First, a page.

Creating Intimacy in Uncertain Times

Creating intimacy in uncertain times can be a huge challenge.

In creating intimacy during uncertainty, compassion will be required more than ever. Without compassion, we will feel more distressed and less connected.

For some partners, creating intimacy during this time of quarantine and social distancing will come naturally. It can be a welcomed time of slowing down, having time for more in-depth conversation together, experiencing an increase in sexual desire, and using the challenges to work together.

For others, creating intimacy will be very anxiety-provoking and challenging. For some, instead of creating intimacy, it will be a time of restlessness, boredom, anxiety, less sexual desire, less patience, more conflict.

And for many of us, it will most likely be a combination of all of the above as we navigate our changing world and our own physical, emotional, and spiritual needs day by day.

If we have learned anything so far, it is that being cut-off, being distant, and being disconnected creates suffering.

The process of creating intimacy will require us all to lean into each other now and carve out sacred spaces of relational safety, support, while also grounding into our bodies and to this earth. Together, we are stronger.

Today, I am offering some simple practices for you to do at home for creating intimacy during these uncertain times.

Not everyone has the emotional capacity to do all of these, that does not mean anything is wrong. It just means you will have to cultivate even more compassion for yourself, listening to your body and heart and spirit even more, and follow your authentic voice as you build your emotional muscles. Practice with gentle compassion as you move toward creating intimacy.

Start with what feels most comfortable for you. Trust yourself. Gradually try more of these practices as you feel more confident and grounded.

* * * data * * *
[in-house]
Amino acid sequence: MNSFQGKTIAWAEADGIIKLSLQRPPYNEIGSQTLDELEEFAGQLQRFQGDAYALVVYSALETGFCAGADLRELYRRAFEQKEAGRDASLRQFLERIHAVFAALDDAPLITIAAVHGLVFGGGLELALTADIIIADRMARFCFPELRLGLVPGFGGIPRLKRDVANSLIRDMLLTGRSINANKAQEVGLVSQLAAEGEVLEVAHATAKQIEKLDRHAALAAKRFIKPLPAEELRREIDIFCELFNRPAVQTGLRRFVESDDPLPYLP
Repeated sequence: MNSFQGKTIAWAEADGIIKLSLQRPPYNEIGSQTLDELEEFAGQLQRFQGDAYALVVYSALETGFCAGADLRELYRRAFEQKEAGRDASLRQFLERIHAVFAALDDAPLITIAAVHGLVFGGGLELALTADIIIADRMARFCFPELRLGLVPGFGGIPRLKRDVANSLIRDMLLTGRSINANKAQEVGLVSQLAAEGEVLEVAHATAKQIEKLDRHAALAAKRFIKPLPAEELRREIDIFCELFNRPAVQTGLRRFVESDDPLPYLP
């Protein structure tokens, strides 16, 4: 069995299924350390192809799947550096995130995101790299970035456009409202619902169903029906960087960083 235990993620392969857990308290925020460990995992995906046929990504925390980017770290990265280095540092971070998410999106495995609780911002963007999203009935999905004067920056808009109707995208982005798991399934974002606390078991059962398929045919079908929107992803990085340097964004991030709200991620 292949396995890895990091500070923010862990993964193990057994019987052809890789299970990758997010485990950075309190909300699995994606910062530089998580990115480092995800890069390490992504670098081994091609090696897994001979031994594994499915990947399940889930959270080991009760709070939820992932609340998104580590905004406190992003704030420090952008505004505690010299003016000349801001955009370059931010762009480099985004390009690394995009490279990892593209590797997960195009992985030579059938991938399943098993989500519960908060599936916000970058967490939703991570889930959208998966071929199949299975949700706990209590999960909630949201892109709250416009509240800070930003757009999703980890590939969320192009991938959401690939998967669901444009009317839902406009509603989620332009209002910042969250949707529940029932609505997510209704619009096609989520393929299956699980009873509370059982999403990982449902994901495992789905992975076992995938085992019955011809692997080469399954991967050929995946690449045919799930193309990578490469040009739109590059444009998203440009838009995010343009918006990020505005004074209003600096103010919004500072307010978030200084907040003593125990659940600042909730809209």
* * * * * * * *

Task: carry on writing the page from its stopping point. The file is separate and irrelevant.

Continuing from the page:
Practices for Creating Intimacy and Leaning into Each Other:

1. This is a time for us to LEAN into the sacred space of our own Wild Belonging. To return home to ourselves, our emotions, and honor our body’s needs, our heart, and our spiritual practice.

During times of intense stress, unpredictability, and constant swirling change, we need time to unplug from our screens, the news, social media, and other people’s anxiety and fear, and create SACRED SPACE.

Sacred Space gives us room to heal, and listen to and tend to our body, our heart, and our spirit.

Sacred Space can include things like:


2. When you are in an intimate relationship it is necessary for each individual to have separate SACRED SPACE for themselves as well as for partners to create SACRED SPACE together.

What does Sacred Space look like for partners?

Together, you can do all the things listed above in number one as well as the following:

Cultivating a willingness to be vulnerable and share emotions, fears, and worries.

In order to create intimacy in these uncertain times, move slowly through this.

I suggest that each of you take turns to be the one sharing and the one listening. The sharer talks solely about their own experiences and emotions. The listener holds space with non-judgment, curiosity and compassion.

Conversation in which one partner is the one opening up and the other a compassionate witness, creates a sacred container and deepens intimacy. Start by opening up with less vulnerable, less emotionally charged topics. Move into more vulnerability, slowly.

3. Plan and organize how things will look when you are working from home. Whether just one partner is working from home or both partners. There are many hidden challenges in making this transition, that can catch us off guard when they surface.

If you both have to work from home, try to create separate office spaces for each of you so that you create a distinct working space.

Stay in a routine during your work week by “leaving” for work at the same time each day, when possible; focusing on work tasks during the work day; limiting distractions.

Honor each other’s work hours, and do not interrupt or assume your partner can talk or hang out just because they are home with you.

Decide together how child care and household chores will now be taken care of.